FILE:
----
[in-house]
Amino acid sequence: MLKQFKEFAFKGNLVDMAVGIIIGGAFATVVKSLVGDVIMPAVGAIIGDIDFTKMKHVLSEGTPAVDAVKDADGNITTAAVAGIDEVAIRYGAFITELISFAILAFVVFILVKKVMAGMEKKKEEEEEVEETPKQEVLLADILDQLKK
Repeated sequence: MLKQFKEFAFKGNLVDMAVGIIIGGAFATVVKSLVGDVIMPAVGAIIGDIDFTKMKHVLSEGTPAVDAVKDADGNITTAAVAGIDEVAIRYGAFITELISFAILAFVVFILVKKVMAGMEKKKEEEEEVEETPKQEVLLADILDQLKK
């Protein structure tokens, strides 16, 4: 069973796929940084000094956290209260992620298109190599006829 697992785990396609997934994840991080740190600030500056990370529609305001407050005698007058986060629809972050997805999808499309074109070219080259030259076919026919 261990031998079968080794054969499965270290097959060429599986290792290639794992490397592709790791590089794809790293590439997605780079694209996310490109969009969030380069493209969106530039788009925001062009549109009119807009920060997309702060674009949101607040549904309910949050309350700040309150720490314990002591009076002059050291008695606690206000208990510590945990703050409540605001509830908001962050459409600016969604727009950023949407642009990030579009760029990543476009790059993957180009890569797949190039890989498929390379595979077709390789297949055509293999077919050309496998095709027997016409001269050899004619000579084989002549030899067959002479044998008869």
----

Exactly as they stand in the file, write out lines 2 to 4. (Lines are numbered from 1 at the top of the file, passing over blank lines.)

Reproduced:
Amino acid sequence: MLKQFKEFAFKGNLVDMAVGIIIGGAFATVVKSLVGDVIMPAVGAIIGDIDFTKMKHVLSEGTPAVDAVKDADGNITTAAVAGIDEVAIRYGAFITELISFAILAFVVFILVKKVMAGMEKKKEEEEEVEETPKQEVLLADILDQLKK
Repeated sequence: MLKQFKEFAFKGNLVDMAVGIIIGGAFATVVKSLVGDVIMPAVGAIIGDIDFTKMKHVLSEGTPAVDAVKDADGNITTAAVAGIDEVAIRYGAFITELISFAILAFVVFILVKKVMAGMEKKKEEEEEVEETPKQEVLLADILDQLKK
């Protein structure tokens, strides 16, 4: 069973796929940084000094956290209260992620298109190599006829 697992785990396609997934994840991080740190600030500056990370529609305001407050005698007058986060629809972050997805999808499309074109070219080259030259076919026919 261990031998079968080794054969499965270290097959060429599986290792290639794992490397592709790791590089794809790293590439997605780079694209996310490109969009969030380069493209969106530039788009925001062009549109009119807009920060997309702060674009949101607040549904309910949050309350700040309150720490314990002591009076002059050291008695606690206000208990510590945990703050409540605001509830908001962050459409600016969604727009950023949407642009990030579009760029990543476009790059993957180009890569797949190039890989498929390379595979077709390789297949055509293999077919050309496998095709027997016409001269050899004619000579084989002549030899067959002479044998008869």